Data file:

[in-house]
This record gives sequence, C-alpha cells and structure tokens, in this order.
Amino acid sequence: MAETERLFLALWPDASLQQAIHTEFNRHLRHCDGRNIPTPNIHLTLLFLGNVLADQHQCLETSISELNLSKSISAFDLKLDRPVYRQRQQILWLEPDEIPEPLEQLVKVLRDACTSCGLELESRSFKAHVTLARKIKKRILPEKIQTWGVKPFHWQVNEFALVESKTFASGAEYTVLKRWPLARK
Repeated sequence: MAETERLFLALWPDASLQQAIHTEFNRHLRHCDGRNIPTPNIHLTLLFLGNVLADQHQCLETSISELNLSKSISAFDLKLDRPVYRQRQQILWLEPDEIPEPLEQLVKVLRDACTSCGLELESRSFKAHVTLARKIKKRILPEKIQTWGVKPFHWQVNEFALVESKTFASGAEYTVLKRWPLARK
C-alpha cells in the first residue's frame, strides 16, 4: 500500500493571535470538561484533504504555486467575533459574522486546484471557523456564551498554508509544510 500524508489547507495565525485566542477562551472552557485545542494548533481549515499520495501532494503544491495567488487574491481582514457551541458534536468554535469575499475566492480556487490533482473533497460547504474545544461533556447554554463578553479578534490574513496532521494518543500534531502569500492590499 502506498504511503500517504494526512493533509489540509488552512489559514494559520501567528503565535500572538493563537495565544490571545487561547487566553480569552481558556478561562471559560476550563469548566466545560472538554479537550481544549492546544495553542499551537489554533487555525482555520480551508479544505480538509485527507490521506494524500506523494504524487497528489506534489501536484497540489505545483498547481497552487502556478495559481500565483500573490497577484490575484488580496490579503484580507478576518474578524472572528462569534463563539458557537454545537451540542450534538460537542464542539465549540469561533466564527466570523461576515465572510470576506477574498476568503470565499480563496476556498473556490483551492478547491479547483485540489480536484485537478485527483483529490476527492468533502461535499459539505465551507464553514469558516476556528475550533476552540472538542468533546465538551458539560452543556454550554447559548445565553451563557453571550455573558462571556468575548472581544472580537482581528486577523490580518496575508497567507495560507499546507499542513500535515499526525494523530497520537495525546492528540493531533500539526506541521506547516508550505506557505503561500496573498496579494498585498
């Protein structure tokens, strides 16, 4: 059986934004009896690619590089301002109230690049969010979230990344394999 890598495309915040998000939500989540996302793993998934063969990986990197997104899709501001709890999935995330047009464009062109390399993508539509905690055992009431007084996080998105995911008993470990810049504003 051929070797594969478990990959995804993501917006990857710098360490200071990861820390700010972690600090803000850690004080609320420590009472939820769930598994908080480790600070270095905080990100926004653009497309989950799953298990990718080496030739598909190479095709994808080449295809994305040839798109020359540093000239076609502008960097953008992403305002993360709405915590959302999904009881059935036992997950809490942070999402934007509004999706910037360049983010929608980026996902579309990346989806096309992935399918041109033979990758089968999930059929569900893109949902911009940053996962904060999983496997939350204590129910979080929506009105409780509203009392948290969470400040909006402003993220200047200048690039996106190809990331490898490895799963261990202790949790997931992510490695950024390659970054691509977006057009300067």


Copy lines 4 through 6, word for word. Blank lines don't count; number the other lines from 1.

Repeated sequence: MAETERLFLALWPDASLQQAIHTEFNRHLRHCDGRNIPTPNIHLTLLFLGNVLADQHQCLETSISELNLSKSISAFDLKLDRPVYRQRQQILWLEPDEIPEPLEQLVKVLRDACTSCGLELESRSFKAHVTLARKIKKRILPEKIQTWGVKPFHWQVNEFALVESKTFASGAEYTVLKRWPLARK
C-alpha cells in the first residue's frame, strides 16, 4: 500500500493571535470538561484533504504555486467575533459574522486546484471557523456564551498554508509544510 500524508489547507495565525485566542477562551472552557485545542494548533481549515499520495501532494503544491495567488487574491481582514457551541458534536468554535469575499475566492480556487490533482473533497460547504474545544461533556447554554463578553479578534490574513496532521494518543500534531502569500492590499 502506498504511503500517504494526512493533509489540509488552512489559514494559520501567528503565535500572538493563537495565544490571545487561547487566553480569552481558556478561562471559560476550563469548566466545560472538554479537550481544549492546544495553542499551537489554533487555525482555520480551508479544505480538509485527507490521506494524500506523494504524487497528489506534489501536484497540489505545483498547481497552487502556478495559481500565483500573490497577484490575484488580496490579503484580507478576518474578524472572528462569534463563539458557537454545537451540542450534538460537542464542539465549540469561533466564527466570523461576515465572510470576506477574498476568503470565499480563496476556498473556490483551492478547491479547483485540489480536484485537478485527483483529490476527492468533502461535499459539505465551507464553514469558516476556528475550533476552540472538542468533546465538551458539560452543556454550554447559548445565553451563557453571550455573558462571556468575548472581544472580537482581528486577523490580518496575508497567507495560507499546507499542513500535515499526525494523530497520537495525546492528540493531533500539526506541521506547516508550505506557505503561500496573498496579494498585498
């Protein structure tokens, strides 16, 4: 059986934004009896690619590089301002109230690049969010979230990344394999 890598495309915040998000939500989540996302793993998934063969990986990197997104899709501001709890999935995330047009464009062109390399993508539509905690055992009431007084996080998105995911008993470990810049504003 051929070797594969478990990959995804993501917006990857710098360490200071990861820390700010972690600090803000850690004080609320420590009472939820769930598994908080480790600070270095905080990100926004653009497309989950799953298990990718080496030739598909190479095709994808080449295809994305040839798109020359540093000239076609502008960097953008992403305002993360709405915590959302999904009881059935036992997950809490942070999402934007509004999706910037360049983010929608980026996902579309990346989806096309992935399918041109033979990758089968999930059929569900893109949902911009940053996962904060999983496997939350204590129910979080929506009105409780509203009392948290969470400040909006402003993220200047200048690039996106190809990331490898490895799963261990202790949790997931992510490695950024390659970054691509977006057009300067």